Check Your Hearing This November for American Diabetes Month

Do you find that recently you have been excessively hungry or thirsty? Do you ever feel like your arms feel tingly or your vision seems to blur? These are tell-tale signs of diabetes – a devastating condition which affects an estimated 422 million people worldwide. Alarmingly the world toll is estimated to affect 1 in 3 people in the next 30 years if awareness of this condition doesn’t change. This is why November is set aside as American Diabetes Month – a campaign to increase awareness and promote early screening for this chronic disease. 

Detecting Diabetes Before It Starts

In the US, the CDC estimates that 88 million people have prediabetes, making up for 34.5% of the U.S. adult population. Detecting and treating this disease before it has a chance to become full blown, can prevent many of the dangerous side effects of diabetes including heart disease, nerve damage, kidney failure, blindness, and amputation. To make matters worse, there is significant data that suggests that hearing loss and diabetes are intertwined.

Studies Connecting Hearing Loss and Diabetes

While many are still not in agreement on how the two conditions affect each other, there have been enough studies that suggest that having diabetes can significantly increase the risk of hearing loss. In 2012 researchers combined data from 13 significant studies tracking more than 20,000 people and published the finding in the Journal of Clinical Endocrinology & Metabolism. The study found that those with diabetes were 2.15 times more likely to have hearing loss than those without the disease, regardless of age. Even with the presence of prediabetes, the risk of hearing loss was 30% higher.

Understanding Diabetes

To better understand how hearing loss is affected by diabetes, it is important to comprehend how diabetes affects the body. It all revolves around the body’s ability to produce a sufficient supply of insulin. Insulin is a hormone which is created in the pancreas, a flat organ within the abdomen. Insulin is important in that it aids in the absorption of glucose, also known as blood sugar, into the cells of the entire body. This gives energy to the cells and the body and maintains cell health. There are a few types of diabetes, but the most common, affecting 90% of cases, is type 2. Type 2 diabetes occurs when the body doesn’t produce enough insulin, or the cells struggle to properly absorb the hormone. This can cause cells to become damaged throughout the body including the ears.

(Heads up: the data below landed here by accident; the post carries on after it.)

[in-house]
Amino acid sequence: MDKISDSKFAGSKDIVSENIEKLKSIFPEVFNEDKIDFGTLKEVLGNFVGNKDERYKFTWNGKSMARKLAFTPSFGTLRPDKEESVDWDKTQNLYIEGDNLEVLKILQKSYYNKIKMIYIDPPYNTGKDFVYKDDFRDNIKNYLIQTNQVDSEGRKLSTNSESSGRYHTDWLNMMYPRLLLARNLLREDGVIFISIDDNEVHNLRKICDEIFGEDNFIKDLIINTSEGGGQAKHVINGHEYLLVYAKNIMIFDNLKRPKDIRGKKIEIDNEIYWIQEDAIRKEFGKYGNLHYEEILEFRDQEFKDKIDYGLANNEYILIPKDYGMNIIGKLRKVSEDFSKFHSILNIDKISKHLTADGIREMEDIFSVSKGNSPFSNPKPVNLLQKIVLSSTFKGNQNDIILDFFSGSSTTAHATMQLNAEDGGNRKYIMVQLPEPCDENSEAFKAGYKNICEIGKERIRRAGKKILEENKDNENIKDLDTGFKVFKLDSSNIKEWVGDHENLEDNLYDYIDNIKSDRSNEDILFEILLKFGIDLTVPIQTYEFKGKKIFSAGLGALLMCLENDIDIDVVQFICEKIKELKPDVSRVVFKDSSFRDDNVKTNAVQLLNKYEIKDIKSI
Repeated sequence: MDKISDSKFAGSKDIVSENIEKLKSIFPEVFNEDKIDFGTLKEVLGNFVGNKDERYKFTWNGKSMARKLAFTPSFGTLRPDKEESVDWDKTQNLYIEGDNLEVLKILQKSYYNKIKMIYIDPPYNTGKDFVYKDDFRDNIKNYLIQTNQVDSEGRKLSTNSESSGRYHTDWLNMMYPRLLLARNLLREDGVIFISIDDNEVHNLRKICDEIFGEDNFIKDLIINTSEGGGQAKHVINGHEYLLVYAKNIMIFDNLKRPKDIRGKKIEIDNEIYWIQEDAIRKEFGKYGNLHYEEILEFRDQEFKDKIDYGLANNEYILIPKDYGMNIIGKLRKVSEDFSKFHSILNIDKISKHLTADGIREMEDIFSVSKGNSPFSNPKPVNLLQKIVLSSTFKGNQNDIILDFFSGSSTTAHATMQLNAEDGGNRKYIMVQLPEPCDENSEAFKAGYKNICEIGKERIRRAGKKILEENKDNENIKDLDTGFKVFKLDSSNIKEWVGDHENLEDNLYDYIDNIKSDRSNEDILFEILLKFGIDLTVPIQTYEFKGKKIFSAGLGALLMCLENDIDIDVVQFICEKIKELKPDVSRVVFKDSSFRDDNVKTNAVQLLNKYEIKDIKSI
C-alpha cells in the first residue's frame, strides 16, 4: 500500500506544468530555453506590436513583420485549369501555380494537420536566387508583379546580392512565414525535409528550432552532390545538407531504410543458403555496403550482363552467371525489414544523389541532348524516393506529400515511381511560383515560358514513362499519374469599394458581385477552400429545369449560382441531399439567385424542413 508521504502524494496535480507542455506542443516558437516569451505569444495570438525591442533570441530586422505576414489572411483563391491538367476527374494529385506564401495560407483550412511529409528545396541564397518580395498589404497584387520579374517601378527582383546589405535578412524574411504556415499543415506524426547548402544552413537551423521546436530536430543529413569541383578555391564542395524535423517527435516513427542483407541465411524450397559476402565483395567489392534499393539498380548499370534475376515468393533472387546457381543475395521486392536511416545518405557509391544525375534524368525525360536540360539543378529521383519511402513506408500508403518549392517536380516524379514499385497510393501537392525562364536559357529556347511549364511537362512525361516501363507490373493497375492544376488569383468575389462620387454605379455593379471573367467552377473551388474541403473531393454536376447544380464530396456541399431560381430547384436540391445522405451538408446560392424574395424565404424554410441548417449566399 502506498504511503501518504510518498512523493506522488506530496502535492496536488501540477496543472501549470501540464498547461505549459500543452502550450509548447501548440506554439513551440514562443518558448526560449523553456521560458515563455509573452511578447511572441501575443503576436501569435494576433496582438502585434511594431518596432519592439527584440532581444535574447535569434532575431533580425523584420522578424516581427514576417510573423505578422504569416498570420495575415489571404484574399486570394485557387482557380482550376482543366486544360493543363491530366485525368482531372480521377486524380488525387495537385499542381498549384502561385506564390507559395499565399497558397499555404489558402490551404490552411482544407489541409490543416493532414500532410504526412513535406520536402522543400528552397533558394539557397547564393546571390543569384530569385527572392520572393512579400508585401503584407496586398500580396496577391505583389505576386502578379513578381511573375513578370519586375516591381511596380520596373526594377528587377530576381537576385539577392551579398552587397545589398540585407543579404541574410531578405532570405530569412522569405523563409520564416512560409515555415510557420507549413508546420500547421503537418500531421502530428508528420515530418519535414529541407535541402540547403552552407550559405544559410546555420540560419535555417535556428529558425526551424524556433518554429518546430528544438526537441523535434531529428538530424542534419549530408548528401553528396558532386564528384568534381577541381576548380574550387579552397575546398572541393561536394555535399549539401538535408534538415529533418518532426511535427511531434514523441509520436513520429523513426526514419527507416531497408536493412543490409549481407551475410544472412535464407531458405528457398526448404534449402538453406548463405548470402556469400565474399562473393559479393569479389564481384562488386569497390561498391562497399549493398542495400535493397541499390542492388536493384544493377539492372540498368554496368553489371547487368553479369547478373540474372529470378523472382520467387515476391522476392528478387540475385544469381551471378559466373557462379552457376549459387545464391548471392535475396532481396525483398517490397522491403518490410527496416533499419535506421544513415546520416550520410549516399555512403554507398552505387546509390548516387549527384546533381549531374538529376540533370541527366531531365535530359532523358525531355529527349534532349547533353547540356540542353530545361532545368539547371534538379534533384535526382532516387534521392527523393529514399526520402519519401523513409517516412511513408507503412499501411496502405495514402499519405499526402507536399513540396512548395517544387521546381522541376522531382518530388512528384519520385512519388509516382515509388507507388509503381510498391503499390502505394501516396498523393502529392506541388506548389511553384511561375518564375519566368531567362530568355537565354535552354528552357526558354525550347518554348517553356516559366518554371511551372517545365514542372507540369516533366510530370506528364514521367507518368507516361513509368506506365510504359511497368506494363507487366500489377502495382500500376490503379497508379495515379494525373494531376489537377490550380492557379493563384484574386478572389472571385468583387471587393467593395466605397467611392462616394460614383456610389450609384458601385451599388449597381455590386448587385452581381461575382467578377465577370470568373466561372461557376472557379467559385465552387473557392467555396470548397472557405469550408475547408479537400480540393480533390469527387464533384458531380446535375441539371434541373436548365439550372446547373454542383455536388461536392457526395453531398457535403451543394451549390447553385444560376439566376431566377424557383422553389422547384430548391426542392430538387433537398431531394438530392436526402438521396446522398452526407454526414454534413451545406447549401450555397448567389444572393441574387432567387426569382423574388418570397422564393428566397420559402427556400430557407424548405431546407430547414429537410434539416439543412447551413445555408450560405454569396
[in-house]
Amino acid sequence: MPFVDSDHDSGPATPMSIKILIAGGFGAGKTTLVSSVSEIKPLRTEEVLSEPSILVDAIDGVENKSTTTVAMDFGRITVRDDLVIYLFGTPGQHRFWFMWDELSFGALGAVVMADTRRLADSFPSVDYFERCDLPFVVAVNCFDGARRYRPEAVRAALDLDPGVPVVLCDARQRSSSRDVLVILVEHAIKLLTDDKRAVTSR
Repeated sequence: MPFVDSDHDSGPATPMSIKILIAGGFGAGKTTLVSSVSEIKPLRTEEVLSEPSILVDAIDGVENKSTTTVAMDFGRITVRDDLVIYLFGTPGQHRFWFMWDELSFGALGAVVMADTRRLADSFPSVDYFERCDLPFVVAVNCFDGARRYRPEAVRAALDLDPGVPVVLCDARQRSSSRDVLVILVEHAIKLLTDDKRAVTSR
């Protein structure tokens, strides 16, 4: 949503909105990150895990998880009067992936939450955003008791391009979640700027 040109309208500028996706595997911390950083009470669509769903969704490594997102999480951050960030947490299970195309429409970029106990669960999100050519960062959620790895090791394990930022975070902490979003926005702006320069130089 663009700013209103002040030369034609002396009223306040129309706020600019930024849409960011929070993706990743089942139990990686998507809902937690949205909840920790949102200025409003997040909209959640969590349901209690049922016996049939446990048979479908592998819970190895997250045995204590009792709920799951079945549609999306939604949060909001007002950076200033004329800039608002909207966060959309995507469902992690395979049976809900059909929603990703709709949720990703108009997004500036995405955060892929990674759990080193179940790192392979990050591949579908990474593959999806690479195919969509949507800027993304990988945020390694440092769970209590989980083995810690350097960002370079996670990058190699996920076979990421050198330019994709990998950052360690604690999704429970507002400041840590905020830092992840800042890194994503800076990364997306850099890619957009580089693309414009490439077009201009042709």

Understanding How Hearing Loss Occurs

Our ears collect sound, but it is not comprehended until it reaches the brain. Sound comes into our ears as vibrations that are sent through a series of tiny mechanisms until it reaches the cochlea, a fluid-filled, tiny snail-shaped organism. Within the cochlea are tiny hair-like cells called stereocilia which move based on ripples from the fluid inside the cochlea. The stereocilia then convert these vibrations into electronic pulses which are sent to the auditory cortex in the brain. It is here that sound is processed and interpreted. As diabetes progresses, the blood cells which support the stereocilia and cochlea can easily become damaged, which inhibits the transfer of audio information to the brain. This can cause issues with understanding speech, identifying sound, and gauging its location.

Managing Blood Sugar

The key to maintaining healthy hearing with diabetes is monitoring and keeping blood sugar levels at a safe level. If you have been diagnosed with diabetes, then it is reasonable to begin annual checkups around hearing health. Follow your doctors’ instructions and make sure to take the medication prescribed to keep blood sugars at a safe level. In addition, prioritize a regular cardiovascular exercise routine. About 30 minutes of cardiovascular exercise helps your body use insulin more efficiently. Regular exercise can lower blood sugar levels for up to 12 hours afterward. Your muscles require energy to work. They feed your muscles, your body burns excess sugar which can lower excess in your bloodstream.

Fighting Diabetes and Hearing Loss

In addition, prioritizing a healthy diet, rich in vegetables, lean meats, and whole grains while avoiding processed sugars offers fewer chances to experience high spikes in blood sugar levels. The high prevalence of processed sugar in the world diet is a major contributor to the rise in diabetes.  Use this month as a call to action and address your diabetes and your hearing issues now. Start by scheduling a hearing test.